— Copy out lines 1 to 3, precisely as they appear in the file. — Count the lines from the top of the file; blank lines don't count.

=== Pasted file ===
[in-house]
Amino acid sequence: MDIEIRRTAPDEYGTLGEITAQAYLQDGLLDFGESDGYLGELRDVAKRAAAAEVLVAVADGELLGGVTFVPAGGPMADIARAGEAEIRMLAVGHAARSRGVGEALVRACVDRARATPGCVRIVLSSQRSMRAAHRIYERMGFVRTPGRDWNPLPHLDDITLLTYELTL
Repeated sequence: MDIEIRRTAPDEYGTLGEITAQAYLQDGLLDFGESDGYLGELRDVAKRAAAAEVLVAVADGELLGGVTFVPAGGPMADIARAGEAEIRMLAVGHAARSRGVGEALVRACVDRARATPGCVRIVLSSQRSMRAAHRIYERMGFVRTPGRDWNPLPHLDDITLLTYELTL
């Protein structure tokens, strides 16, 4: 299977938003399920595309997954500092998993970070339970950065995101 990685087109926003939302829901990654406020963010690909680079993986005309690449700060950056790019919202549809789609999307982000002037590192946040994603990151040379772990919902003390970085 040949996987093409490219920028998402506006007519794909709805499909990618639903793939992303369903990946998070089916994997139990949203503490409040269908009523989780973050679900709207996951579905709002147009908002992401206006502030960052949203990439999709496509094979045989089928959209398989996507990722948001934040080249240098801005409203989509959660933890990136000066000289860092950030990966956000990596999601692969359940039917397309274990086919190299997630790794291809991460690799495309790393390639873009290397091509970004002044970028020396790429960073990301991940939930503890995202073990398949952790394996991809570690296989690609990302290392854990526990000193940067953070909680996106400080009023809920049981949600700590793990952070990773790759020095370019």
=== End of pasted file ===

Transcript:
[in-house]
Amino acid sequence: MDIEIRRTAPDEYGTLGEITAQAYLQDGLLDFGESDGYLGELRDVAKRAAAAEVLVAVADGELLGGVTFVPAGGPMADIARAGEAEIRMLAVGHAARSRGVGEALVRACVDRARATPGCVRIVLSSQRSMRAAHRIYERMGFVRTPGRDWNPLPHLDDITLLTYELTL
Repeated sequence: MDIEIRRTAPDEYGTLGEITAQAYLQDGLLDFGESDGYLGELRDVAKRAAAAEVLVAVADGELLGGVTFVPAGGPMADIARAGEAEIRMLAVGHAARSRGVGEALVRACVDRARATPGCVRIVLSSQRSMRAAHRIYERMGFVRTPGRDWNPLPHLDDITLLTYELTL